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Reconsidering gcjx

Now that the GPL v3 looks as though it may be EPL-compatible, the time
has come to reconsider using the Eclipse java compiler ("ecj") as our
primary gcj front end.  This has both political and technical
ramifications, I discuss them below.

Steering committee members, please read through if you would.  I think
this requires some resolution at the SC/FSF level.

First, a brief note on gcjx.  I had intended gcjx to serve not only as
a cleanly written replacement for the current gcj, but also as a model
for how GCC front ends should be written in the future; in particular
I think writing it as a library and separating out the tree-generating
code from the bulk of the compiler remain good ideas.  I enjoyed, and
continue to enjoy, the writing of gcjx.  However, in this case I think
that pleasure must give way to the greater needs of efficiency and
cross-community cooperation.


The motivation for this investigation is simple: sharing code is
preferable to working in isolation.  In particular this change would
let us offload much of the front end maintenance onto a different

Ecj has a good front end (much better than the current gcj) and decent
bytecode generation.  It is fully 1.5-compliant and, apparently, is
tested against the TCK by the upstream maintainers (us gcj developers
don't have TCK access).  It also has some improvements for 1.6 (stack
maps).  Upstream is very active.

gcjx by comparison is unfinished and really has just a single
full-time developer, me.

Technical approach.

Historically we've wanted to have a 'native' java-source-code-reading
compiler, that is, one which parses java sources and converts them
directly to trees.  From what I can remember this was based on 3

* In the past the compiler handled loops built with LOOP_EXPR better
  than it handled loops built "by hand" out of GOTO_EXPRs.  My
  understanding is that this has changed since tree-ssa.  The issue
  here was that we made no attempt to rebuild a LOOP_EXPR from java

* The .java front end could do a "constant array" optimization.  This
  optimization has not worked for quite some time (there's a PR).  In
  any case we could implement this for bytecode if it matters.

* The .java front end could more efficiently handle class literals.
  With the new 1.5 'ldc' bytecode extension, this is no longer a

In other words, as far as I can remember, our old reasons for wanting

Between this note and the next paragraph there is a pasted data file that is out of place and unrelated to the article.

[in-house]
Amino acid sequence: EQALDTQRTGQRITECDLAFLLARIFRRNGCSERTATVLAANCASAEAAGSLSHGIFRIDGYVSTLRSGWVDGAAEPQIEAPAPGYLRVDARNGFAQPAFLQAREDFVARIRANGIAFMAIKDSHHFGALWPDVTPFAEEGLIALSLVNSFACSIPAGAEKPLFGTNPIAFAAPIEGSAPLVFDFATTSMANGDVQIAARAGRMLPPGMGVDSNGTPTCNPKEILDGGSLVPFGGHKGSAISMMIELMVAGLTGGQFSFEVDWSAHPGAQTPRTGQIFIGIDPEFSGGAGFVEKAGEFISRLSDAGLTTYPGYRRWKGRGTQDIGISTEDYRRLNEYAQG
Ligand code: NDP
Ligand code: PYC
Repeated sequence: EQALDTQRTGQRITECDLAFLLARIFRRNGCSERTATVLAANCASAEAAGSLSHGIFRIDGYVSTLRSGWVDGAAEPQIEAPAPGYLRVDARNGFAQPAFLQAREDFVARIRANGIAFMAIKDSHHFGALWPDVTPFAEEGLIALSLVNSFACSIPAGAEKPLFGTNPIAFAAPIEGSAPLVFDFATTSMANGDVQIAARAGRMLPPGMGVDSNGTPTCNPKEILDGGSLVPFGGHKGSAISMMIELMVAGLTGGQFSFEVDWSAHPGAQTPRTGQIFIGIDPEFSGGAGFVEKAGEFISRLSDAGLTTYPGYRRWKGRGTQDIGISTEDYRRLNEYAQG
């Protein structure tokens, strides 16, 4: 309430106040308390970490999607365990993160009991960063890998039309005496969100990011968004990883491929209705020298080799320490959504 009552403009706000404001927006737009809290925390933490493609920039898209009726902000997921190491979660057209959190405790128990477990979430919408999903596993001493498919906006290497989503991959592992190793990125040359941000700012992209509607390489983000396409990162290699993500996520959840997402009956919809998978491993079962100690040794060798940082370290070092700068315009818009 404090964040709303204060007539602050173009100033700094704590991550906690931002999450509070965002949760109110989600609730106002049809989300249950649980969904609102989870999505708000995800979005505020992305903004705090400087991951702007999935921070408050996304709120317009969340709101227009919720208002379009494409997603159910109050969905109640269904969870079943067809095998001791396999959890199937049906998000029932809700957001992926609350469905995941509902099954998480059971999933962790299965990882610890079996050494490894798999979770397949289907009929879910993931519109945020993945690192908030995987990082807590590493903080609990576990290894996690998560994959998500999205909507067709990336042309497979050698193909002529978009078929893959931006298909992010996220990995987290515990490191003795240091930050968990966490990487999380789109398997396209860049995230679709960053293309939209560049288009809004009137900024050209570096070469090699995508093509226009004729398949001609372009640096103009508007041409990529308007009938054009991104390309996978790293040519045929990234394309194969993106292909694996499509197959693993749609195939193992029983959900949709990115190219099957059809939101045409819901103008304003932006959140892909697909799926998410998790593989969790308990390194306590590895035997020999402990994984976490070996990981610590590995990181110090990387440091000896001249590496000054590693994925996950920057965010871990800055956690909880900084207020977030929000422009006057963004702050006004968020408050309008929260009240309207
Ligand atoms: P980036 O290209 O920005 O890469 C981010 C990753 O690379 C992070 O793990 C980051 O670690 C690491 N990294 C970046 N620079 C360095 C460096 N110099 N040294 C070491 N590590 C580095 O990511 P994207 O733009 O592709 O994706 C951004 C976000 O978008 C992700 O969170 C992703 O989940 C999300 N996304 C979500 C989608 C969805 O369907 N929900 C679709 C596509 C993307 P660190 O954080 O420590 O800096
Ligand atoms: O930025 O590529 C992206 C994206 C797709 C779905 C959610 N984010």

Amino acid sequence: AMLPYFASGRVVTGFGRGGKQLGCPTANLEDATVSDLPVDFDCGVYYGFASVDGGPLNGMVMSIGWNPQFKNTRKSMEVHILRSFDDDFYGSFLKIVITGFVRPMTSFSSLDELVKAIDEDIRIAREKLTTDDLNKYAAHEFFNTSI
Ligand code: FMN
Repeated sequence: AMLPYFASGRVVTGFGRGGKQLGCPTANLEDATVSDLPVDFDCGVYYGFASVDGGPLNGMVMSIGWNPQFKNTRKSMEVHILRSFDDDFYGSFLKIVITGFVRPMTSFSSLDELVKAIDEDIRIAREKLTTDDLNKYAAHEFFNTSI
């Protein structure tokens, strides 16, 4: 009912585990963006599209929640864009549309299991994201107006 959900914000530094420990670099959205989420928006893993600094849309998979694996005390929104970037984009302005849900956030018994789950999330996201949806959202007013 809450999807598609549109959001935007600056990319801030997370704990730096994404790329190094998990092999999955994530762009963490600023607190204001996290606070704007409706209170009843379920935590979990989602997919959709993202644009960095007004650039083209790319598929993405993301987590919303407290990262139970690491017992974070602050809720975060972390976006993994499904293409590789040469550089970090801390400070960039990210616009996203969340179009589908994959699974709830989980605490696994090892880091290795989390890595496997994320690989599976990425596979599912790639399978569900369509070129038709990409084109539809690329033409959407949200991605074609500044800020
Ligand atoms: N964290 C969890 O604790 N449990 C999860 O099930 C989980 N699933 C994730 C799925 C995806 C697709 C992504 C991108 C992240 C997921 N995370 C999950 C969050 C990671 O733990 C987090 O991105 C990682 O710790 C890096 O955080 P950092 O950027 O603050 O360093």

this are obsolete.

I think our technical approach should be to have ecj emit class files,
which would then be compiled by jc1.  In particular I think we could
change ecj to emit a single .jar file.  This has a few benefits: it
would give -save-temps meaning for gcj, it would let us more easily
drop ecj into the existing specs mechanism, and it would require very
few changes to the upstream compiler.

An alternative approach would be to directly link ecj to the gcc back
end.  However, this looks like significantly more work, requiring much
more hacking on the internals of the upstream compiler.  I suspect
that this won't be worth the effort.

In my preferred approach we would simply delete a portion of the
existing gcj and turn jc1 into a purely bytecode-based compiler.  Then
we would proceed to augment it with all the bits needed for proper 1.5

ecj is written in java.  This will complicate the bootstrap process.
However, the situation will not be quite as severe as the Ada
situation, in that it ought to be possible to bootstrap gcj using any
java runtime, including mini ones such as JamVM -- at least, assuming
that the suggested implementation route is taken.


I don't know whether the FSF or the GCC SC would let us import ecj,
even assuming it is actually GPL compatible.  SC members, please

We don't know how upstream would react.  I think this is a fairly
minor risk.

It is unclear to me whether we must even rely on GPL v3 if we went
with the separate-ecj route.  Any comments here?  In the
exec-via-specs approach we're invoking ecj as a separate executable,
much the same way we exec 'as' or 'ld'.  Comments on this from
license-oriented folks would be appreciated.


I think this would be the most efficient way to achieve 1.5 language
compatibility for gcj, and it would also make future language changes
less expensive.  Given the scope of the entire gcj project, especially
when the scarcity of resource devoted to it are taken into account,
this is significant enough to warrant the change.


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